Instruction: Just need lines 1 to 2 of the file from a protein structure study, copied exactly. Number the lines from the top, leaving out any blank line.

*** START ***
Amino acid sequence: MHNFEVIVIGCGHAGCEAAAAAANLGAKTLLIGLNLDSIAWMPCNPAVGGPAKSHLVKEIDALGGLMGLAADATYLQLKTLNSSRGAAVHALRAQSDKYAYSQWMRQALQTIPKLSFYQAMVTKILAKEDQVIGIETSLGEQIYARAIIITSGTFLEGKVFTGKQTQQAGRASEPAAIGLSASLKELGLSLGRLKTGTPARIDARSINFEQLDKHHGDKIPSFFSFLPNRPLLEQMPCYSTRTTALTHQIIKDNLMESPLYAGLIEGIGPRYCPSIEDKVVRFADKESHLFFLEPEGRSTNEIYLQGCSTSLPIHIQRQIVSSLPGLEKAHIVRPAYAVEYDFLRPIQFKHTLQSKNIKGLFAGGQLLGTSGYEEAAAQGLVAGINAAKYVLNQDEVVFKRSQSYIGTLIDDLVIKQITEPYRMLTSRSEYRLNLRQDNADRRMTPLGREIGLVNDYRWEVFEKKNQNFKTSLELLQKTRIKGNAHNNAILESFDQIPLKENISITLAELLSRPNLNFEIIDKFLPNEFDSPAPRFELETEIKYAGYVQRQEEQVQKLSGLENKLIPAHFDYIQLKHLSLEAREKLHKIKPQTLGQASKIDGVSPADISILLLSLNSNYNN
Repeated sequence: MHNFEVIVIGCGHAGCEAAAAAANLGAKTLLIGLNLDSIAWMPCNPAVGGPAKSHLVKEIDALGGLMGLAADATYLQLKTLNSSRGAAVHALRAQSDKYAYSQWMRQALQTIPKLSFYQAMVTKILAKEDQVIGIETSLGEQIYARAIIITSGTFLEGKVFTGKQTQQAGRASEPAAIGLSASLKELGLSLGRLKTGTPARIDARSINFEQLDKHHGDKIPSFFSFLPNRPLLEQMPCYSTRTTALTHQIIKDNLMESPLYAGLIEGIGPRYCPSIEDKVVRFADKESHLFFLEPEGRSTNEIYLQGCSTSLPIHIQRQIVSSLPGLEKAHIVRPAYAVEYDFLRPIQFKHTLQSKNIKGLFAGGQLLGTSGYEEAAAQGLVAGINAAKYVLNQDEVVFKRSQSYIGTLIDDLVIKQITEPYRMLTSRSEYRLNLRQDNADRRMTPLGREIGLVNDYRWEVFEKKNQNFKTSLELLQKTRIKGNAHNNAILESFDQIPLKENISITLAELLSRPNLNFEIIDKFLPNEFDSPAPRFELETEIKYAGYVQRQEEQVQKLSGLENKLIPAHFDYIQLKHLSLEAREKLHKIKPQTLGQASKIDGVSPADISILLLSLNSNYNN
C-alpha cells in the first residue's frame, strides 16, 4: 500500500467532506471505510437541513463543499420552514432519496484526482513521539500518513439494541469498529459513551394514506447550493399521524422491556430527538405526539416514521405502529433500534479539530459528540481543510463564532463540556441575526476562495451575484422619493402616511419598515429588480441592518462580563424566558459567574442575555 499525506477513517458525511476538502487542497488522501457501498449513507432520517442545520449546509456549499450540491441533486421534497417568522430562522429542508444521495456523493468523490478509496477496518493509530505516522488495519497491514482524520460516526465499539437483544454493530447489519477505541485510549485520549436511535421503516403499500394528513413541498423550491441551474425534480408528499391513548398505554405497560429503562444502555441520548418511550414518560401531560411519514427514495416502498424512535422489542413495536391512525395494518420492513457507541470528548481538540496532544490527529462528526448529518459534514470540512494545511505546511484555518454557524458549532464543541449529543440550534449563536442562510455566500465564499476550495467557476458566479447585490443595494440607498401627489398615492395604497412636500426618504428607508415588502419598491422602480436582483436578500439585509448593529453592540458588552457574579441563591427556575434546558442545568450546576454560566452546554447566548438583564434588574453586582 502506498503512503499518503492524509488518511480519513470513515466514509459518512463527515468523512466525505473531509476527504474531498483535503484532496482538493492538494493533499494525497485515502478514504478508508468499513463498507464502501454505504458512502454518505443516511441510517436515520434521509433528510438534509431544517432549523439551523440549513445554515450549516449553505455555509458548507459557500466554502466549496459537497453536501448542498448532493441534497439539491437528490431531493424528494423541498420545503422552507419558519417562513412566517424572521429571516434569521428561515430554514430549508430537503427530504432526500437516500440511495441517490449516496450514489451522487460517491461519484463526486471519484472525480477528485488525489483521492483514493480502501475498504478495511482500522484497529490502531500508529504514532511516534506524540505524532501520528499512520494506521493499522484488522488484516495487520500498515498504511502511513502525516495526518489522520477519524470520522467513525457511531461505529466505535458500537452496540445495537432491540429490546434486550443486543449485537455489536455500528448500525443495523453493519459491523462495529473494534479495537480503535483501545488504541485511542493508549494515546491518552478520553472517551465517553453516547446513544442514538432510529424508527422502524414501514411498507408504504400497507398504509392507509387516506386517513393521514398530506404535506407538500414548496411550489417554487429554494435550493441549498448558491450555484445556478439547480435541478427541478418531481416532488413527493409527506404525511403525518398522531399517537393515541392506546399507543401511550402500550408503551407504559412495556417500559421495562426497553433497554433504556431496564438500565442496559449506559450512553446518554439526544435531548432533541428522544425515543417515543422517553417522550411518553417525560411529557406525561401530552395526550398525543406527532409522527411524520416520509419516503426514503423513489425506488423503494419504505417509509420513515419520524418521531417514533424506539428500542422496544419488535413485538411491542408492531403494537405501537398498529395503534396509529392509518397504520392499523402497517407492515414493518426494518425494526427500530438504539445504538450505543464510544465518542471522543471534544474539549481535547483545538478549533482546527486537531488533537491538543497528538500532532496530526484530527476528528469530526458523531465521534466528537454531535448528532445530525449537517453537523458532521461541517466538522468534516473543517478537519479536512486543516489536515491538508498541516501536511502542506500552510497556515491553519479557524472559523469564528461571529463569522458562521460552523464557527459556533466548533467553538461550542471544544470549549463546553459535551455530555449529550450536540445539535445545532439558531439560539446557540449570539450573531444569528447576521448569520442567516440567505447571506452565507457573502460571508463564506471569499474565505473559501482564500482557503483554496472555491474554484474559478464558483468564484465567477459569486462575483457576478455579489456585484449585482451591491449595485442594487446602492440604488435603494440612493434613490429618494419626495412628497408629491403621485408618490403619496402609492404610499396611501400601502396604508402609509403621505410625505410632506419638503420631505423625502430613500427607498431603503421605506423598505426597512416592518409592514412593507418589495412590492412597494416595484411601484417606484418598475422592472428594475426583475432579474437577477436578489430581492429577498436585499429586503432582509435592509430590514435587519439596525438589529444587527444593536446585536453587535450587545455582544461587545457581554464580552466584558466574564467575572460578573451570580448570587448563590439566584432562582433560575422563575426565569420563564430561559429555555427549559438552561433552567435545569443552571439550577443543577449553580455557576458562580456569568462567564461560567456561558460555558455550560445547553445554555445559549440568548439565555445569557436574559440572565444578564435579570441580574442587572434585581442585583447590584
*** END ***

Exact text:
Amino acid sequence: MHNFEVIVIGCGHAGCEAAAAAANLGAKTLLIGLNLDSIAWMPCNPAVGGPAKSHLVKEIDALGGLMGLAADATYLQLKTLNSSRGAAVHALRAQSDKYAYSQWMRQALQTIPKLSFYQAMVTKILAKEDQVIGIETSLGEQIYARAIIITSGTFLEGKVFTGKQTQQAGRASEPAAIGLSASLKELGLSLGRLKTGTPARIDARSINFEQLDKHHGDKIPSFFSFLPNRPLLEQMPCYSTRTTALTHQIIKDNLMESPLYAGLIEGIGPRYCPSIEDKVVRFADKESHLFFLEPEGRSTNEIYLQGCSTSLPIHIQRQIVSSLPGLEKAHIVRPAYAVEYDFLRPIQFKHTLQSKNIKGLFAGGQLLGTSGYEEAAAQGLVAGINAAKYVLNQDEVVFKRSQSYIGTLIDDLVIKQITEPYRMLTSRSEYRLNLRQDNADRRMTPLGREIGLVNDYRWEVFEKKNQNFKTSLELLQKTRIKGNAHNNAILESFDQIPLKENISITLAELLSRPNLNFEIIDKFLPNEFDSPAPRFELETEIKYAGYVQRQEEQVQKLSGLENKLIPAHFDYIQLKHLSLEAREKLHKIKPQTLGQASKIDGVSPADISILLLSLNSNYNN
Repeated sequence: MHNFEVIVIGCGHAGCEAAAAAANLGAKTLLIGLNLDSIAWMPCNPAVGGPAKSHLVKEIDALGGLMGLAADATYLQLKTLNSSRGAAVHALRAQSDKYAYSQWMRQALQTIPKLSFYQAMVTKILAKEDQVIGIETSLGEQIYARAIIITSGTFLEGKVFTGKQTQQAGRASEPAAIGLSASLKELGLSLGRLKTGTPARIDARSINFEQLDKHHGDKIPSFFSFLPNRPLLEQMPCYSTRTTALTHQIIKDNLMESPLYAGLIEGIGPRYCPSIEDKVVRFADKESHLFFLEPEGRSTNEIYLQGCSTSLPIHIQRQIVSSLPGLEKAHIVRPAYAVEYDFLRPIQFKHTLQSKNIKGLFAGGQLLGTSGYEEAAAQGLVAGINAAKYVLNQDEVVFKRSQSYIGTLIDDLVIKQITEPYRMLTSRSEYRLNLRQDNADRRMTPLGREIGLVNDYRWEVFEKKNQNFKTSLELLQKTRIKGNAHNNAILESFDQIPLKENISITLAELLSRPNLNFEIIDKFLPNEFDSPAPRFELETEIKYAGYVQRQEEQVQKLSGLENKLIPAHFDYIQLKHLSLEAREKLHKIKPQTLGQASKIDGVSPADISILLLSLNSNYNN